“Ah, those beautiful brown-skinned island girls.”
“Yeah,” I agreed. My wife Ethne was part Maori, so I understood the allure of a beautiful brown-skinned island girl.
Ending his story, as all fairy tales must, with a moral, Buck finished by saying, “Cut us in half and what do you find, Rusty lad?” 
He paused for effect, then added; 
“We’re all pink inside, mate!”
With that, Buck hobbled off downstairs to start the tea brewing.

Friday, August 21, 2015

The Friendly Lizard

Every morning lately,
When I’ve gone outside to stretch and have a look around,
On the inside of the mosquito screen 
That encloses our patio I find perched,
Silently soaking-in the day’s first sunshine,
A beautiful green lizard. 

I wondered what 
Kind of lizard it was.
So I used my smartphone 
To search the internet.

I learned that this type of lizard is called
A Green Anole.
(An anole is a chameleon.
I learned that too.)
It is Florida’s most common anole,
Said the Audubon guide.

“Anolis carolinensis,” it read.
“Slender, long snout.
Changes color in response to light, temperature, emotions.
Male has pink throat fan.
Toes padded.
Tail long, thin.
Habitat; Trees, shrubs, vines, fences, walls.
Activity; By day.”

Yes, they are common enough in Florida.
One sees them everywhere,
If one knows how to look.
But this one doesn’t seem so common.

I call him The Friendly Lizard.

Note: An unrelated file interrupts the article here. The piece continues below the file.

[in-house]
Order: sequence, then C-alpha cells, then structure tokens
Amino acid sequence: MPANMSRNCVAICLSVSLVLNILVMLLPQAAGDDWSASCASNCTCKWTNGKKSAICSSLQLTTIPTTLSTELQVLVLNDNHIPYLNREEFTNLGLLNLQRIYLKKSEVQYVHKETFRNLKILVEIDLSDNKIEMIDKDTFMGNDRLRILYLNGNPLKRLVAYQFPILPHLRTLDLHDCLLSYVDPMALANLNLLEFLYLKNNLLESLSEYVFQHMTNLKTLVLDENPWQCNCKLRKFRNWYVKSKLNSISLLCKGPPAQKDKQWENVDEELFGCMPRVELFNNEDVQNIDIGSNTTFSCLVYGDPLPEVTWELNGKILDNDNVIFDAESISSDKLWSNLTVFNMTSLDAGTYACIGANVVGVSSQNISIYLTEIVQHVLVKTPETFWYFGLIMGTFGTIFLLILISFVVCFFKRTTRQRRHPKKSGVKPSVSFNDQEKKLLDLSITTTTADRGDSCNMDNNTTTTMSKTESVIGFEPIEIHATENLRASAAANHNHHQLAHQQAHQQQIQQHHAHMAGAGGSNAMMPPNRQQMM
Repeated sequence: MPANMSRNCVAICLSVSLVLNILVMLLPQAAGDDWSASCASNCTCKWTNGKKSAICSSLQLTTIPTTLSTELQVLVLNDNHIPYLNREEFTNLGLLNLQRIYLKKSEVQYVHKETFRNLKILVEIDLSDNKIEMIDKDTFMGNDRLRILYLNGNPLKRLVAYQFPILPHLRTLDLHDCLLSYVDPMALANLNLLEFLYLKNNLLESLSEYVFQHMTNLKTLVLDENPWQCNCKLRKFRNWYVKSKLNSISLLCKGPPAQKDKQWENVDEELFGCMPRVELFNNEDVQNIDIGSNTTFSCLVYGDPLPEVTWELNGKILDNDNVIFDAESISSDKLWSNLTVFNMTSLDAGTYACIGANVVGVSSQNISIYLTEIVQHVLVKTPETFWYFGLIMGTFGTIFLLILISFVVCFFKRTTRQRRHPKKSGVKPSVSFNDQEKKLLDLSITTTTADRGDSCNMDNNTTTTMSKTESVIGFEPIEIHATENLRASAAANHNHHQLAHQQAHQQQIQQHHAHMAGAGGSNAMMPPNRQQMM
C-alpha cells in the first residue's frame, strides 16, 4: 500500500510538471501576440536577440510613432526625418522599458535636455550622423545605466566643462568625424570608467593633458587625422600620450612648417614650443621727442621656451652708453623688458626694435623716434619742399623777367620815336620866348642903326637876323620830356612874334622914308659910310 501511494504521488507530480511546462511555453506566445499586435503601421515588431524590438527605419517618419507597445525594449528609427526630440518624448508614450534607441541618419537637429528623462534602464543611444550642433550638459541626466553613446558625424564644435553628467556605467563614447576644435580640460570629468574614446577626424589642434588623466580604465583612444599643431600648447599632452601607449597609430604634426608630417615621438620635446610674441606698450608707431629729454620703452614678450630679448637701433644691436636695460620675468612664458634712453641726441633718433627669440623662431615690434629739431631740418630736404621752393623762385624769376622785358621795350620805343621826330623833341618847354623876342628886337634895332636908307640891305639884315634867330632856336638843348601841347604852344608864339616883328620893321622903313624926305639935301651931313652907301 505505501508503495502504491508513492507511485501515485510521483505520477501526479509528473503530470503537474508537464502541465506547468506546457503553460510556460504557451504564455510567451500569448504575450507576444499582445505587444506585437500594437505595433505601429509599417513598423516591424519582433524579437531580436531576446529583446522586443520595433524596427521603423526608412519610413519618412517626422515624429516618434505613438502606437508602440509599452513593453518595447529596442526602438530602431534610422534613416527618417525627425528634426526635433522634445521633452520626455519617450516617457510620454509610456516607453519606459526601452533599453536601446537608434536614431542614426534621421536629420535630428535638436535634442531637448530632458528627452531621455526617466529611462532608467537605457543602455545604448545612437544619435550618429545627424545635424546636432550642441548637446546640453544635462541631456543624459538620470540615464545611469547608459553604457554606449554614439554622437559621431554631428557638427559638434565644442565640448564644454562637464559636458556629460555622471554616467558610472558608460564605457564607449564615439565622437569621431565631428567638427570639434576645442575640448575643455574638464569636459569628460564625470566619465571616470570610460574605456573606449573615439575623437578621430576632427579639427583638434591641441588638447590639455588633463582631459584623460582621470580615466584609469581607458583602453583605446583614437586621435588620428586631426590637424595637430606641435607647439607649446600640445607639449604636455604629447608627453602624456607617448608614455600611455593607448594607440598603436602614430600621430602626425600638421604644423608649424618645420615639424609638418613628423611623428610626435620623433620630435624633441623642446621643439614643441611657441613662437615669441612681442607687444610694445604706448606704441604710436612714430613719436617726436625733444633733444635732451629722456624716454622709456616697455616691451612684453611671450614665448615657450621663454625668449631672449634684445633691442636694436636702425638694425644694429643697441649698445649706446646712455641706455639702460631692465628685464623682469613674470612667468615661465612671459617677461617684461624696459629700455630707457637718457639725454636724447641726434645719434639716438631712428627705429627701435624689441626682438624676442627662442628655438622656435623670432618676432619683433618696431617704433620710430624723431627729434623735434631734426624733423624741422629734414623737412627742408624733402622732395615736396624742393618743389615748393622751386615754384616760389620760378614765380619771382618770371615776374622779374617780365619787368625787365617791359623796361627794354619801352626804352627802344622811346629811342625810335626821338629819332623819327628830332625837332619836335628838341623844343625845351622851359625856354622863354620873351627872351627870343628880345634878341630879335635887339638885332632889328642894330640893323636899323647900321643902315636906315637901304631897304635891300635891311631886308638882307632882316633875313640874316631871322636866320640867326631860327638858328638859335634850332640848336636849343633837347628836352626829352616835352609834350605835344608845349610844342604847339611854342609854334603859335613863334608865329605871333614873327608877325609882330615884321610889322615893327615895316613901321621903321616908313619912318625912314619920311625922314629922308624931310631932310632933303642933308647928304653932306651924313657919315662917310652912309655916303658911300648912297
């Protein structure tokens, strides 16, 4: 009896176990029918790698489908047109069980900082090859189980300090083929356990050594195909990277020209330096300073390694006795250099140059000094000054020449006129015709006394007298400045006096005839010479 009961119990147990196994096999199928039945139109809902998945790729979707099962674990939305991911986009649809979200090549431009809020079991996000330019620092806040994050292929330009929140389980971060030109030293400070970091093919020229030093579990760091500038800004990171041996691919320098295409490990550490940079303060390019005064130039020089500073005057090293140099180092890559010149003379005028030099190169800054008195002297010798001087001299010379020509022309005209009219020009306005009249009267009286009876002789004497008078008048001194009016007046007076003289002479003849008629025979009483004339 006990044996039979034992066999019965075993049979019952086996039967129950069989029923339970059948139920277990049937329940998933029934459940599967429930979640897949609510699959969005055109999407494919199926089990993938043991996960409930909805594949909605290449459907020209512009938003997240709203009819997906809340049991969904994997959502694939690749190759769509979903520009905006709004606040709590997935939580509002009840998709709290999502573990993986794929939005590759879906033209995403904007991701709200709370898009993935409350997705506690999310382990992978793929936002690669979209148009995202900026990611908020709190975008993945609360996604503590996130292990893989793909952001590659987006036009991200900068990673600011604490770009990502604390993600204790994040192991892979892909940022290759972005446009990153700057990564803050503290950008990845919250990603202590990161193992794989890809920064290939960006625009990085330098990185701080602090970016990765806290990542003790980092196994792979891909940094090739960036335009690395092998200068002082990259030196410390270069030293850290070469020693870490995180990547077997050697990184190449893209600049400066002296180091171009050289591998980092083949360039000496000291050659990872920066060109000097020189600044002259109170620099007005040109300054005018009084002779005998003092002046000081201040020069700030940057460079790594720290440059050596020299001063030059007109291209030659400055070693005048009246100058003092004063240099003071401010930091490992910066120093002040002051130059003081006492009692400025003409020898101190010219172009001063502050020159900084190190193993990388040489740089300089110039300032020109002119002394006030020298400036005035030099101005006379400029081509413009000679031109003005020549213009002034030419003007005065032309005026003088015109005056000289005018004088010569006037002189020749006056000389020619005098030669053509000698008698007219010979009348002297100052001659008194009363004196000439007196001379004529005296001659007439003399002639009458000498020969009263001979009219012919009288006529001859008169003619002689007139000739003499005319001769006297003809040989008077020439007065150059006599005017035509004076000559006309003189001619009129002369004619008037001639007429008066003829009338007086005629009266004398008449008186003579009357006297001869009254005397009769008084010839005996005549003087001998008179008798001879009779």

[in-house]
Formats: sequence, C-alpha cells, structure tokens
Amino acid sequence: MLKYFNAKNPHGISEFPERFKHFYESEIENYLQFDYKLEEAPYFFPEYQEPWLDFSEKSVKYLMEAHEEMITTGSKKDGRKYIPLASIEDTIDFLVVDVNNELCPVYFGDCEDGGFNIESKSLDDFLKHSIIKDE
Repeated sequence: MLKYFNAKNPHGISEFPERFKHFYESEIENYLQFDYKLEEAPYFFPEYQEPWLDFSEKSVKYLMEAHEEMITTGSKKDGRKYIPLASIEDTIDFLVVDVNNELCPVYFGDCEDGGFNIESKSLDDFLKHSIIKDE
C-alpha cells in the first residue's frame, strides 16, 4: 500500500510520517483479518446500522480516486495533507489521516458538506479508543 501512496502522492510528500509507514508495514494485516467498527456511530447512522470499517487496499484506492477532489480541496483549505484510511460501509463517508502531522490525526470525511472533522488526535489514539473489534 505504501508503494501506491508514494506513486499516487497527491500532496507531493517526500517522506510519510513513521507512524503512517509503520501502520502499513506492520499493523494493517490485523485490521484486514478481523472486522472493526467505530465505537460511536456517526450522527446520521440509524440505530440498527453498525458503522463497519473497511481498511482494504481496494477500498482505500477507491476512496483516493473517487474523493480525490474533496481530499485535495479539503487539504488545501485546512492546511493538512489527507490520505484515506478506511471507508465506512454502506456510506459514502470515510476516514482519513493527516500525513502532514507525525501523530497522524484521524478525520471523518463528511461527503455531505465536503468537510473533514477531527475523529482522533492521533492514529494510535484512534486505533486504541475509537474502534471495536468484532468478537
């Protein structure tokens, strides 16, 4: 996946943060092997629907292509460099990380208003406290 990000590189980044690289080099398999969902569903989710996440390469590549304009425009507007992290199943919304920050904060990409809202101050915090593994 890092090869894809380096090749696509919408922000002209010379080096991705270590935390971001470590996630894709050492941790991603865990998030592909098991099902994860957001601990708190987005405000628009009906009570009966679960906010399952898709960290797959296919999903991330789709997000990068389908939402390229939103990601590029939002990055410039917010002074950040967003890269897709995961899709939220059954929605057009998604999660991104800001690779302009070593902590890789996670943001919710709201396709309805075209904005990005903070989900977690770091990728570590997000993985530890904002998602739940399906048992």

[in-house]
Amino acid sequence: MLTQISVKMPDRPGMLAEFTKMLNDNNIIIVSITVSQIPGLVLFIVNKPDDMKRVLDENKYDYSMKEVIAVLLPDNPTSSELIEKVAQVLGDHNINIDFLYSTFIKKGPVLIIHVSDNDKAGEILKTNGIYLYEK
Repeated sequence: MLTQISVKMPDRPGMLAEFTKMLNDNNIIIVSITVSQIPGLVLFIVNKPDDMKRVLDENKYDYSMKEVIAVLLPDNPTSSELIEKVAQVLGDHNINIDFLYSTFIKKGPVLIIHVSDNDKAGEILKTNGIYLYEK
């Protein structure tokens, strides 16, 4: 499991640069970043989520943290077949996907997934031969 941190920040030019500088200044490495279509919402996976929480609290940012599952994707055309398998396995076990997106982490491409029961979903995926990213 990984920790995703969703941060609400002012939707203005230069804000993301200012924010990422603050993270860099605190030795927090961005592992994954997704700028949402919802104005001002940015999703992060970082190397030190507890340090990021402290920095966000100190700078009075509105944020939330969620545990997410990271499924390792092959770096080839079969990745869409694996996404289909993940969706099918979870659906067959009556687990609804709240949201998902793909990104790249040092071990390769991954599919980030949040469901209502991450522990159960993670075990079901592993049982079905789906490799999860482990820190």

You see, most lizards run away
When you try to get too close.
Even if your intentions are harmless.
(Just like humans run away 
From good intentions sometimes.)

But this little guy,
Being only ten or twelve inches long
Including his delicate tail,
Sits there unafraid!

Not camera shy at all!
With a tilt of his head 
He watched as I approached 
With my smartphone extended.

I got as close as I dared
To the brave little lizard
And took a photo or two.

Then, without anticipation he slowly turned 
And began to walk up the screen.
Walk, mind you. 
Not run.

He paused at head height,
So that he could look me in the eye as it were,
And just to let me know he wasn’t afraid,
He offered to fight me!

Fight or fornicate, one or the other!
Because, me having no throat fan,
How could he be sure
What sex I was?

He nodded his little head 
A couple of times to attract my attention,
And then proudly displayed his beautiful 
Orangey-pink throat fan.

What impertinence!
What braggadocio!
What bravery!

Watching this miracle, 
I could feel the poem I was to write